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Guaranteed minimum income is deserving of a closer look

A couple of weeks ago, our MLA Vicki Huntington wrote in the Optimist regarding a couple of constituents who had fallen onto hard times.

A couple of weeks ago, our MLA Vicki Huntington wrote in the Optimist regarding a couple of constituents who had fallen onto hard times. The details were hard to follow but in essence, the issue seems to be persons with disabilities who were trying to survive on monthly Canada Pension Plan disability pensions.

You are eligible for the CPP disability pension if you had been making CPP contributions and were now disabled to such an extent that you could no longer work. The maximum amount that Huntington's constituents were eligible for was $900 a month - certainly not a very robust amount on which to exist.

In both cases, the constituent appears to have attempted to supplement their meager income from the CPP disability pension with other sources of income. In one case, it was a small RRSP annuity; in the other it was a Workers

Compensation Board pension.

According to Huntington, the government clawed back the amount of any income in excess of the CPP disability pension, which meant the recipients were back down to trying to live on $900 a month - a pretty bleak future.

Huntington came to the conclusion that a different approach is required for our social safety net. She stated, "It is time we consider a guaranteed minimum income. It would be cheaper and it would restore dignity to a process that no longer works for the people who need it most."

Some letter writers have endorsed her conclusion. One accused her of becoming a socialist. (That writer needs to check the definition of socialist.) A guaranteed minimum wage has been discussed in the past. Rather than dealing with the issue on a universal basis, we get a whole lot of tweaking of the current system.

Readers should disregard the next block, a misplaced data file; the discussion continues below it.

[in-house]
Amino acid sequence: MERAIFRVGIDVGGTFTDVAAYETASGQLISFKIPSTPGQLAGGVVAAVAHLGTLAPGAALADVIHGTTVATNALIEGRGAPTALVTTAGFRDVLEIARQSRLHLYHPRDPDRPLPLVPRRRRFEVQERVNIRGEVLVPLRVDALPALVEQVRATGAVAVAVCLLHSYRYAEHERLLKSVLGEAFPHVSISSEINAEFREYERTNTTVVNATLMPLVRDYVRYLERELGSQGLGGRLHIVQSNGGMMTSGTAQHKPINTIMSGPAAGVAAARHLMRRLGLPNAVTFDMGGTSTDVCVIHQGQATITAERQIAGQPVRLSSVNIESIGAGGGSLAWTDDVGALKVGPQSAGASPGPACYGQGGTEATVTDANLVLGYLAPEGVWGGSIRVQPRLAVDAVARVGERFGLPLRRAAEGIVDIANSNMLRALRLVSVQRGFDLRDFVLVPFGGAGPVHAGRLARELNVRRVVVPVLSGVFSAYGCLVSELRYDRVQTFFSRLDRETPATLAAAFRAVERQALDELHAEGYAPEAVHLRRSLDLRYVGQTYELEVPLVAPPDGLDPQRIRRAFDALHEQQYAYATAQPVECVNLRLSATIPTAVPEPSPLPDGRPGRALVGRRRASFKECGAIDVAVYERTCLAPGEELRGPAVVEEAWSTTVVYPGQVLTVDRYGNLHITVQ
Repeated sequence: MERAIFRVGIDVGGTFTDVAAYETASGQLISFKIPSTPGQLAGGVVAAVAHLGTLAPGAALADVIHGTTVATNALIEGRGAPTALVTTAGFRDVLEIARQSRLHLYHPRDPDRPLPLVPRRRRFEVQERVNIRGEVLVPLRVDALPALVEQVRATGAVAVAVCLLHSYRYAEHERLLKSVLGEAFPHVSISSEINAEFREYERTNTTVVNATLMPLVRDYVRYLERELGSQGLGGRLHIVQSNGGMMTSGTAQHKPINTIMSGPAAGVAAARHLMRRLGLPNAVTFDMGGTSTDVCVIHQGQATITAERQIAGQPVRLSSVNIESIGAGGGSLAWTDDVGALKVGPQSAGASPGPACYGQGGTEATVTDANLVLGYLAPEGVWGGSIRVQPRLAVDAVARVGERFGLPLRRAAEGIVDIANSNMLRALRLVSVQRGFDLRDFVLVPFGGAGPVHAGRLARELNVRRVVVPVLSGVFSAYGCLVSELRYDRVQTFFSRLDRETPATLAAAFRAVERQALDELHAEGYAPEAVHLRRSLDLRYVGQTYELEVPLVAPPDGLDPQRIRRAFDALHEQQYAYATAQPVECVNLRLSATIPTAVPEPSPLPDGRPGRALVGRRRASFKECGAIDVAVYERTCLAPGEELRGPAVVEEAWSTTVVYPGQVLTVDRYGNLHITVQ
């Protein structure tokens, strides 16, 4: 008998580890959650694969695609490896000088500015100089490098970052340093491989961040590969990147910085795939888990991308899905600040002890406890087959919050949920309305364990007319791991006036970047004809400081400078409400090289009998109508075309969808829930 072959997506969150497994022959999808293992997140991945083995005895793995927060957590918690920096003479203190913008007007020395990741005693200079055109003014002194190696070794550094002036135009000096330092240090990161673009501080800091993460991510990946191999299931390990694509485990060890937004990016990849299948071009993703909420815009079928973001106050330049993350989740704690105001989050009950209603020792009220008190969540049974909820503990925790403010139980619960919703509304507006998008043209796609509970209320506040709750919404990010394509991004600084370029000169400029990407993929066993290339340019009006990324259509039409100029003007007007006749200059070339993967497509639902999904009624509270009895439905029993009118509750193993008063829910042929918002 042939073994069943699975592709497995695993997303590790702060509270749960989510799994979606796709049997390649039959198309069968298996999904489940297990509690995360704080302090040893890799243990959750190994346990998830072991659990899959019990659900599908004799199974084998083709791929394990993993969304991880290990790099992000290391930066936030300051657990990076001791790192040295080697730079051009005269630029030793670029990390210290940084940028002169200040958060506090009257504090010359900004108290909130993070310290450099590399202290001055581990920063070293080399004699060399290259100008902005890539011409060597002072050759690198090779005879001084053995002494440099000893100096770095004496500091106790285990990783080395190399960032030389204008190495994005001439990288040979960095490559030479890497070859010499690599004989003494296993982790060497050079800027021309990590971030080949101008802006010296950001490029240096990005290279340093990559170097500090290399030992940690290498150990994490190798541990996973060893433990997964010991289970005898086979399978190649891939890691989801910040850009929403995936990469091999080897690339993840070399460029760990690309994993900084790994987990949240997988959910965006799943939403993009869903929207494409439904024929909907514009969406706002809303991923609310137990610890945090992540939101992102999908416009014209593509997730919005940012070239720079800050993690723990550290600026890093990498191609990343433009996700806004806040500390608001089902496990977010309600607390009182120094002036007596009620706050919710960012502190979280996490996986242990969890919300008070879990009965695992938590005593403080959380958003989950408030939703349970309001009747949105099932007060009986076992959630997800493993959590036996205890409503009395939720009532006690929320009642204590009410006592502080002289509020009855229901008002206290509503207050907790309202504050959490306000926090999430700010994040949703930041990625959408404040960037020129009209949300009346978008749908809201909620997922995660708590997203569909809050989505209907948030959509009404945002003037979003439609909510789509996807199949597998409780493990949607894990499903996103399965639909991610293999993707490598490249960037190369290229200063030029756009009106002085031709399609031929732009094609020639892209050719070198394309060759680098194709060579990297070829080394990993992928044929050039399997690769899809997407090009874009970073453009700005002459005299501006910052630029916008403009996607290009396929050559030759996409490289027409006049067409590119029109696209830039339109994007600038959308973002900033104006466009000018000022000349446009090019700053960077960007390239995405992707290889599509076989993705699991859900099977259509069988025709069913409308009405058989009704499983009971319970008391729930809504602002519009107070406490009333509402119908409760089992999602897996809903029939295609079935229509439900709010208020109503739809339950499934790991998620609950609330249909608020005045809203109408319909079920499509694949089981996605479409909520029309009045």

It is tweaking of the current disjointed system that leads to the type of situation that our MLA describes where certain individuals and/or families fall through the cracks. A universal scheme could use the Old Age Security as a model. Every person over the age of 65 is entitled to receive the rather negligible Old Age Security amount that is then taxed back

from high-income earners.

Unbeknownst to me until I started reading on the subject, a guaranteed minimum income was tried in Dauphin, Manitoba back in the 1970s. Under a joint federalprovincial program, residents of the western Manitoba town who had income below the then poverty line of $2,100 received $1,200 a month.

The aim of the $17-million program was to determine whether providing extra money directly to residents below a certain household income level would make for effective social policy. The program ran for five years and then was shut down without the reams of data on the program being analyzed.

No formal report was done, so there was no conclusion as to the efficacy of the program. A study of the health effects in the community was subsequently done by Evelyn Forget, a University of Manitoba professor. She found that overall health improved and hospital rates declined during the period. The drop in hospital visits was reported as 8.5 per cent.

Since lack of money can be a major stress factor (as demonstrated by Huntington's report), the elimination of that problem should have positive health effects. The idea of a guaranteed minimum income is certainly worthy of further study and debate.